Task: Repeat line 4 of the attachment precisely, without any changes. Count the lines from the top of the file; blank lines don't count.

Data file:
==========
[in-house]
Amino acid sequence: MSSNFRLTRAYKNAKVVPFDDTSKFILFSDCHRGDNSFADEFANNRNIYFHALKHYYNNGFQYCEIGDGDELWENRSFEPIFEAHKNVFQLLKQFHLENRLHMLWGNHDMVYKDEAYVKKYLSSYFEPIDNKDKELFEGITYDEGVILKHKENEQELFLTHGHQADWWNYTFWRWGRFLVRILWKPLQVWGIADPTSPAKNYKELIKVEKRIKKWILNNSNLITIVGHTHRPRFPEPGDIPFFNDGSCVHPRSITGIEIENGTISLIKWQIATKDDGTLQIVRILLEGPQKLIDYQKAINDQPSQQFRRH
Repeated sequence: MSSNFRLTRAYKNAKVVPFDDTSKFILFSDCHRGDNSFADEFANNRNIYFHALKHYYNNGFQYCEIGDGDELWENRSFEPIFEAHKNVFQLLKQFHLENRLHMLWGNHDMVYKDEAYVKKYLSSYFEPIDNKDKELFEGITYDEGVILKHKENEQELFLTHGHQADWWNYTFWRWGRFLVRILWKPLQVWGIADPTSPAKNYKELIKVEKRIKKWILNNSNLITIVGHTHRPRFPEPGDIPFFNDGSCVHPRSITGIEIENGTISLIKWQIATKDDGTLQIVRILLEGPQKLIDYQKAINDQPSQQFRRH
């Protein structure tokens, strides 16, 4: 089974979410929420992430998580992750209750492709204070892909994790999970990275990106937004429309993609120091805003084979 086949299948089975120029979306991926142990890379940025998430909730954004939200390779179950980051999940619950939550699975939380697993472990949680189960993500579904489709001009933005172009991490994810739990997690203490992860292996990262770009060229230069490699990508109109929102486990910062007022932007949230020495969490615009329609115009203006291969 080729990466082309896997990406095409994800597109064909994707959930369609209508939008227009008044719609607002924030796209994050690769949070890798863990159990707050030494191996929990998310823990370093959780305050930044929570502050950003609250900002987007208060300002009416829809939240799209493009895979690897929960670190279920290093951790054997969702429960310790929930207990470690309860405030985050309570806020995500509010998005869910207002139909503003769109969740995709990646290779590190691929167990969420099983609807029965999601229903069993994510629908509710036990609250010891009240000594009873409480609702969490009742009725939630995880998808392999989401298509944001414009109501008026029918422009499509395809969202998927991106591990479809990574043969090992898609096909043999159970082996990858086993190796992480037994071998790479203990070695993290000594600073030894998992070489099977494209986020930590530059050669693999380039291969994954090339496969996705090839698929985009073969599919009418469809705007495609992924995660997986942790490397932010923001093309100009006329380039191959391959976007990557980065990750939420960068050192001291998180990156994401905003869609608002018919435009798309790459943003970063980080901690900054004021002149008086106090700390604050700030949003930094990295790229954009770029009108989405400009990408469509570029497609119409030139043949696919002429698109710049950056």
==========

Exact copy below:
């Protein structure tokens, strides 16, 4: 089974979410929420992430998580992750209750492709204070892909994790999970990275990106937004429309993609120091805003084979 086949299948089975120029979306991926142990890379940025998430909730954004939200390779179950980051999940619950939550699975939380697993472990949680189960993500579904489709001009933005172009991490994810739990997690203490992860292996990262770009060229230069490699990508109109929102486990910062007022932007949230020495969490615009329609115009203006291969 080729990466082309896997990406095409994800597109064909994707959930369609209508939008227009008044719609607002924030796209994050690769949070890798863990159990707050030494191996929990998310823990370093959780305050930044929570502050950003609250900002987007208060300002009416829809939240799209493009895979690897929960670190279920290093951790054997969702429960310790929930207990470690309860405030985050309570806020995500509010998005869910207002139909503003769109969740995709990646290779590190691929167990969420099983609807029965999601229903069993994510629908509710036990609250010891009240000594009873409480609702969490009742009725939630995880998808392999989401298509944001414009109501008026029918422009499509395809969202998927991106591990479809990574043969090992898609096909043999159970082996990858086993190796992480037994071998790479203990070695993290000594600073030894998992070489099977494209986020930590530059050669693999380039291969994954090339496969996705090839698929985009073969599919009418469809705007495609992924995660997986942790490397932010923001093309100009006329380039191959391959976007990557980065990750939420960068050192001291998180990156994401905003869609608002018919435009798309790459943003970063980080901690900054004021002149008086106090700390604050700030949003930094990295790229954009770029009108989405400009990408469509570029497609119409030139043949696919002429698109710049950056």